It is a personal decision to tell another person, agency, company or institution about your disability.
Disclosing your disability is not legally required by an employee EXCEPT where it affects your ability to perform the 'inherent requirements' of a job (for an explanation go to section on Disability Discrimination), including to work safety in the workplace.
Telling others about a person's disability is reported by people with disability and their families as one of the most difficult aspects of living with a disability. It's a hard decision to make and so much hinges on whether, how and when they disclose.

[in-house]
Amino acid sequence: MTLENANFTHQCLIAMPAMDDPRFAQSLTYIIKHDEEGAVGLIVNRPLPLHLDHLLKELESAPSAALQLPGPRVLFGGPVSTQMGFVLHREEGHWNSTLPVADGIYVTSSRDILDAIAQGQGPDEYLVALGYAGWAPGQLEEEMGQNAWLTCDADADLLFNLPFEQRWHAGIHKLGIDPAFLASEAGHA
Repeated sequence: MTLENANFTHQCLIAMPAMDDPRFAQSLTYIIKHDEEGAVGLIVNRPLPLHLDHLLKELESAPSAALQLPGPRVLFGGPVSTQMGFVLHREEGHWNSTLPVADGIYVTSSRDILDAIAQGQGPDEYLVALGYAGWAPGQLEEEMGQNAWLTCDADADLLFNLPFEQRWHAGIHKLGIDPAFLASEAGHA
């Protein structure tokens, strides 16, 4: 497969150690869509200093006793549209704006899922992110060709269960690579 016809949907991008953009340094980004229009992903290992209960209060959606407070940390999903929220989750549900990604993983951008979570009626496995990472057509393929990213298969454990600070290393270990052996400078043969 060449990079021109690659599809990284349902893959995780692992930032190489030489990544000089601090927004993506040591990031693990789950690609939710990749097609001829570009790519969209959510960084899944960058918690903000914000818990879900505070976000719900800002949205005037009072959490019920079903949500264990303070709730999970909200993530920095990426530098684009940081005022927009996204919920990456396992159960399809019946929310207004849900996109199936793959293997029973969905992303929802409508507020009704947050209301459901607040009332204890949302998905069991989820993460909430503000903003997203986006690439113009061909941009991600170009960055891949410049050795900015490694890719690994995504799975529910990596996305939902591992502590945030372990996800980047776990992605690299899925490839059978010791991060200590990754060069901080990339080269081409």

Each transition stage in the life of a person with disability raises disclosure dilemmas. The transition out of university or TAFE and into graduate employment is for many people with disability their first venture into the professional world. This is a big move and raises questions about whether and how the graduate's disability will affect them in their new role as employee, and how prospective employers and co-workers may react to the person's disability.
Having a disability that is apparent to others doesn't mean there is no disclosure dilemma. There may be other aspects of the person's disability that are not apparent to others, such as a degenerative condition, an underlying medical condition or other disabilities not visible.